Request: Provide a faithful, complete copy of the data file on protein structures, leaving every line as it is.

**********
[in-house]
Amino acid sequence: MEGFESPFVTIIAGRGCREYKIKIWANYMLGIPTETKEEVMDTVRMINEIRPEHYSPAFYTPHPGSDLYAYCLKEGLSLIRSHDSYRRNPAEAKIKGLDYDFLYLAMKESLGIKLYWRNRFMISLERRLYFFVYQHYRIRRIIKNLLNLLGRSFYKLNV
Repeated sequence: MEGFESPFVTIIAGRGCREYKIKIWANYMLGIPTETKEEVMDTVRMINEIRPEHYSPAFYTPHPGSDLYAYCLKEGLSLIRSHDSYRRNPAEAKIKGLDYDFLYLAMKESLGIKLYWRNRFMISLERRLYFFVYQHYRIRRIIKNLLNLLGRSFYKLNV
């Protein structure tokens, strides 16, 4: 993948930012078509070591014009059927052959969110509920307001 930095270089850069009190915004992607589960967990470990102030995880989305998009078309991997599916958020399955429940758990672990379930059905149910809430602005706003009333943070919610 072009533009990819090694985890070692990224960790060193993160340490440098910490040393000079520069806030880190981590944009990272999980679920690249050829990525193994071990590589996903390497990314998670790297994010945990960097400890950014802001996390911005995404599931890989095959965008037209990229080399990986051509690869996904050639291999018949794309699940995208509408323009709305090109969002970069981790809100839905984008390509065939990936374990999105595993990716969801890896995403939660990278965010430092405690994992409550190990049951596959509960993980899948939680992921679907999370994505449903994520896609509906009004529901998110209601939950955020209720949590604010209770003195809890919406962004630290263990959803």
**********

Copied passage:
[in-house]
Amino acid sequence: MEGFESPFVTIIAGRGCREYKIKIWANYMLGIPTETKEEVMDTVRMINEIRPEHYSPAFYTPHPGSDLYAYCLKEGLSLIRSHDSYRRNPAEAKIKGLDYDFLYLAMKESLGIKLYWRNRFMISLERRLYFFVYQHYRIRRIIKNLLNLLGRSFYKLNV
Repeated sequence: MEGFESPFVTIIAGRGCREYKIKIWANYMLGIPTETKEEVMDTVRMINEIRPEHYSPAFYTPHPGSDLYAYCLKEGLSLIRSHDSYRRNPAEAKIKGLDYDFLYLAMKESLGIKLYWRNRFMISLERRLYFFVYQHYRIRRIIKNLLNLLGRSFYKLNV
């Protein structure tokens, strides 16, 4: 993948930012078509070591014009059927052959969110509920307001 930095270089850069009190915004992607589960967990470990102030995880989305998009078309991997599916958020399955429940758990672990379930059905149910809430602005706003009333943070919610 072009533009990819090694985890070692990224960790060193993160340490440098910490040393000079520069806030880190981590944009990272999980679920690249050829990525193994071990590589996903390497990314998670790297994010945990960097400890950014802001996390911005995404599931890989095959965008037209990229080399990986051509690869996904050639291999018949794309699940995208509408323009709305090109969002970069981790809100839905984008390509065939990936374990999105595993990716969801890896995403939660990278965010430092405690994992409550190990049951596959509960993980899948939680992921679907999370994505449903994520896609509906009004529901998110209601939950955020209720949590604010209770003195809890919406962004630290263990959803």